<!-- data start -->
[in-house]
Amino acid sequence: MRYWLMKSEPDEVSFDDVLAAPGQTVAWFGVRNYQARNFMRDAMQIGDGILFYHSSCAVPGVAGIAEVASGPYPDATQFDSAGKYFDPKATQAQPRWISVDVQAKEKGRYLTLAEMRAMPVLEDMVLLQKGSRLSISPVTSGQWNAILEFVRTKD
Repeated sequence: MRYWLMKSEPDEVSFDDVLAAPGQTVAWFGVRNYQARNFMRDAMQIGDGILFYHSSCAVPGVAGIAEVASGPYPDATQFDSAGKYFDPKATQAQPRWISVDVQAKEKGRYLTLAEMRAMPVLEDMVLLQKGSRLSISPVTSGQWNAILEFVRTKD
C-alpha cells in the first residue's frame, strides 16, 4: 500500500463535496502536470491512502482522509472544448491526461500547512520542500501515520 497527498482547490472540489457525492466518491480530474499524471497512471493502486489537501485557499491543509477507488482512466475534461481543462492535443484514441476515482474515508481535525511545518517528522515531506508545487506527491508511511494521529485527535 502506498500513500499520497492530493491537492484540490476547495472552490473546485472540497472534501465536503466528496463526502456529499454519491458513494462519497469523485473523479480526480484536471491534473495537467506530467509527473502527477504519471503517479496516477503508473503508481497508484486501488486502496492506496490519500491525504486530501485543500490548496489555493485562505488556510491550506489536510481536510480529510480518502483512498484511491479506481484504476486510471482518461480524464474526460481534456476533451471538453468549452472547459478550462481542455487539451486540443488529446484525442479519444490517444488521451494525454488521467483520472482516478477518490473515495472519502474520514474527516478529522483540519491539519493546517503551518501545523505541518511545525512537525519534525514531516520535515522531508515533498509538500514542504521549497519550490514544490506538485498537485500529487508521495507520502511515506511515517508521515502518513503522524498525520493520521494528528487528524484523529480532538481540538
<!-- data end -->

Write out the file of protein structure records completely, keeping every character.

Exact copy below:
[in-house]
Amino acid sequence: MRYWLMKSEPDEVSFDDVLAAPGQTVAWFGVRNYQARNFMRDAMQIGDGILFYHSSCAVPGVAGIAEVASGPYPDATQFDSAGKYFDPKATQAQPRWISVDVQAKEKGRYLTLAEMRAMPVLEDMVLLQKGSRLSISPVTSGQWNAILEFVRTKD
Repeated sequence: MRYWLMKSEPDEVSFDDVLAAPGQTVAWFGVRNYQARNFMRDAMQIGDGILFYHSSCAVPGVAGIAEVASGPYPDATQFDSAGKYFDPKATQAQPRWISVDVQAKEKGRYLTLAEMRAMPVLEDMVLLQKGSRLSISPVTSGQWNAILEFVRTKD
C-alpha cells in the first residue's frame, strides 16, 4: 500500500463535496502536470491512502482522509472544448491526461500547512520542500501515520 497527498482547490472540489457525492466518491480530474499524471497512471493502486489537501485557499491543509477507488482512466475534461481543462492535443484514441476515482474515508481535525511545518517528522515531506508545487506527491508511511494521529485527535 502506498500513500499520497492530493491537492484540490476547495472552490473546485472540497472534501465536503466528496463526502456529499454519491458513494462519497469523485473523479480526480484536471491534473495537467506530467509527473502527477504519471503517479496516477503508473503508481497508484486501488486502496492506496490519500491525504486530501485543500490548496489555493485562505488556510491550506489536510481536510480529510480518502483512498484511491479506481484504476486510471482518461480524464474526460481534456476533451471538453468549452472547459478550462481542455487539451486540443488529446484525442479519444490517444488521451494525454488521467483520472482516478477518490473515495472519502474520514474527516478529522483540519491539519493546517503551518501545523505541518511545525512537525519534525514531516520535515522531508515533498509538500514542504521549497519550490514544490506538485498537485500529487508521495507520502511515506511515517508521515502518513503522524498525520493520521494528528487528524484523529480532538481540538